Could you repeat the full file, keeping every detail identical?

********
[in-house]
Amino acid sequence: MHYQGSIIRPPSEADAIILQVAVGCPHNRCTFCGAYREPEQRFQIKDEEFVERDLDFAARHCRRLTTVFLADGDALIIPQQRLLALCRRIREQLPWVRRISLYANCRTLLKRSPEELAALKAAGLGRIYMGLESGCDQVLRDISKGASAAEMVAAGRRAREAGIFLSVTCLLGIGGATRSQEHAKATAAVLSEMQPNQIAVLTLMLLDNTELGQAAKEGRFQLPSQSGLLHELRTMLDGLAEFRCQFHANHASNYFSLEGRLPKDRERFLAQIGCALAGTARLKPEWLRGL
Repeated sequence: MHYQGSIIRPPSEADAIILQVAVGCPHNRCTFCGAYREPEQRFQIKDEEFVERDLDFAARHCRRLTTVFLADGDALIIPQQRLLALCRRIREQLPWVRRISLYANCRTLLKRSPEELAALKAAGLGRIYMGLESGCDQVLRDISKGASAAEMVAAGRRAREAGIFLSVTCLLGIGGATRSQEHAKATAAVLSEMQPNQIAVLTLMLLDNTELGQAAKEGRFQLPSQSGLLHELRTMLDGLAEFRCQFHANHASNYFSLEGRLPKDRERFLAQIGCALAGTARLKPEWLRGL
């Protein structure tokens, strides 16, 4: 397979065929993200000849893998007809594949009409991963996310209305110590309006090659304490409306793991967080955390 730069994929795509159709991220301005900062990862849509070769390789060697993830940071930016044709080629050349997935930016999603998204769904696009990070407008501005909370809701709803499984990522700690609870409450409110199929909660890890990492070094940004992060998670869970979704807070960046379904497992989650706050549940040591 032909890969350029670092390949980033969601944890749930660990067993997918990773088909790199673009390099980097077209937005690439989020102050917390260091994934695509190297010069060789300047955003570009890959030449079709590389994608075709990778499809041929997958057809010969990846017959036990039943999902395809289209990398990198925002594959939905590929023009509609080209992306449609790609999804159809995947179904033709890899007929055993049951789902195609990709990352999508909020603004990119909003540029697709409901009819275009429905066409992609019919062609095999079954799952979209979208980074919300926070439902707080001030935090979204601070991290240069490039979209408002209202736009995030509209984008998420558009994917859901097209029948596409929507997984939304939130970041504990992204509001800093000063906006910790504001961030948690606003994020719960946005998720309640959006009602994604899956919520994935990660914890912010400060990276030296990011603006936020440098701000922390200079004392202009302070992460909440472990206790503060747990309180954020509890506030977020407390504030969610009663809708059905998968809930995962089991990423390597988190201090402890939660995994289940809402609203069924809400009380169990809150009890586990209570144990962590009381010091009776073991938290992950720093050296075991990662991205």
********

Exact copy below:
[in-house]
Amino acid sequence: MHYQGSIIRPPSEADAIILQVAVGCPHNRCTFCGAYREPEQRFQIKDEEFVERDLDFAARHCRRLTTVFLADGDALIIPQQRLLALCRRIREQLPWVRRISLYANCRTLLKRSPEELAALKAAGLGRIYMGLESGCDQVLRDISKGASAAEMVAAGRRAREAGIFLSVTCLLGIGGATRSQEHAKATAAVLSEMQPNQIAVLTLMLLDNTELGQAAKEGRFQLPSQSGLLHELRTMLDGLAEFRCQFHANHASNYFSLEGRLPKDRERFLAQIGCALAGTARLKPEWLRGL
Repeated sequence: MHYQGSIIRPPSEADAIILQVAVGCPHNRCTFCGAYREPEQRFQIKDEEFVERDLDFAARHCRRLTTVFLADGDALIIPQQRLLALCRRIREQLPWVRRISLYANCRTLLKRSPEELAALKAAGLGRIYMGLESGCDQVLRDISKGASAAEMVAAGRRAREAGIFLSVTCLLGIGGATRSQEHAKATAAVLSEMQPNQIAVLTLMLLDNTELGQAAKEGRFQLPSQSGLLHELRTMLDGLAEFRCQFHANHASNYFSLEGRLPKDRERFLAQIGCALAGTARLKPEWLRGL
């Protein structure tokens, strides 16, 4: 397979065929993200000849893998007809594949009409991963996310209305110590309006090659304490409306793991967080955390 730069994929795509159709991220301005900062990862849509070769390789060697993830940071930016044709080629050349997935930016999603998204769904696009990070407008501005909370809701709803499984990522700690609870409450409110199929909660890890990492070094940004992060998670869970979704807070960046379904497992989650706050549940040591 032909890969350029670092390949980033969601944890749930660990067993997918990773088909790199673009390099980097077209937005690439989020102050917390260091994934695509190297010069060789300047955003570009890959030449079709590389994608075709990778499809041929997958057809010969990846017959036990039943999902395809289209990398990198925002594959939905590929023009509609080209992306449609790609999804159809995947179904033709890899007929055993049951789902195609990709990352999508909020603004990119909003540029697709409901009819275009429905066409992609019919062609095999079954799952979209979208980074919300926070439902707080001030935090979204601070991290240069490039979209408002209202736009995030509209984008998420558009994917859901097209029948596409929507997984939304939130970041504990992204509001800093000063906006910790504001961030948690606003994020719960946005998720309640959006009602994604899956919520994935990660914890912010400060990276030296990011603006936020440098701000922390200079004392202009302070992460909440472990206790503060747990309180954020509890506030977020407390504030969610009663809708059905998968809930995962089991990423390597988190201090402890939660995994289940809402609203069924809400009380169990809150009890586990209570144990962590009381010091009776073991938290992950720093050296075991990662991205």